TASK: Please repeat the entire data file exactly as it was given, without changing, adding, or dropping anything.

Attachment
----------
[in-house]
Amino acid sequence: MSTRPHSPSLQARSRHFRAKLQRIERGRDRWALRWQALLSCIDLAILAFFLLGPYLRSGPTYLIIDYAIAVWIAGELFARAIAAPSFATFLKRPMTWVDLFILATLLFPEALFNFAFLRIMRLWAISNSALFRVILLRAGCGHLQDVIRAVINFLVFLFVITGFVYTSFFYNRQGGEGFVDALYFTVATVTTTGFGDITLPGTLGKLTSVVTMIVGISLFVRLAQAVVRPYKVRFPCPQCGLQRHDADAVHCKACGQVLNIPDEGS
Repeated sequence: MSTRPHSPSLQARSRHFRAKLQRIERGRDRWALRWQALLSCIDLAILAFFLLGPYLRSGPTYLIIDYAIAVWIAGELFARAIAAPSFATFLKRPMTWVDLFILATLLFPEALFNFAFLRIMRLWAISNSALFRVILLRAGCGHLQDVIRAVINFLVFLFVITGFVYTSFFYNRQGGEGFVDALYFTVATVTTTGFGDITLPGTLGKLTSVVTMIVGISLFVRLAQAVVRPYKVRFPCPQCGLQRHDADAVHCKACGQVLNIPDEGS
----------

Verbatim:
[in-house]
Amino acid sequence: MSTRPHSPSLQARSRHFRAKLQRIERGRDRWALRWQALLSCIDLAILAFFLLGPYLRSGPTYLIIDYAIAVWIAGELFARAIAAPSFATFLKRPMTWVDLFILATLLFPEALFNFAFLRIMRLWAISNSALFRVILLRAGCGHLQDVIRAVINFLVFLFVITGFVYTSFFYNRQGGEGFVDALYFTVATVTTTGFGDITLPGTLGKLTSVVTMIVGISLFVRLAQAVVRPYKVRFPCPQCGLQRHDADAVHCKACGQVLNIPDEGS
Repeated sequence: MSTRPHSPSLQARSRHFRAKLQRIERGRDRWALRWQALLSCIDLAILAFFLLGPYLRSGPTYLIIDYAIAVWIAGELFARAIAAPSFATFLKRPMTWVDLFILATLLFPEALFNFAFLRIMRLWAISNSALFRVILLRAGCGHLQDVIRAVINFLVFLFVITGFVYTSFFYNRQGGEGFVDALYFTVATVTTTGFGDITLPGTLGKLTSVVTMIVGISLFVRLAQAVVRPYKVRFPCPQCGLQRHDADAVHCKACGQVLNIPDEGS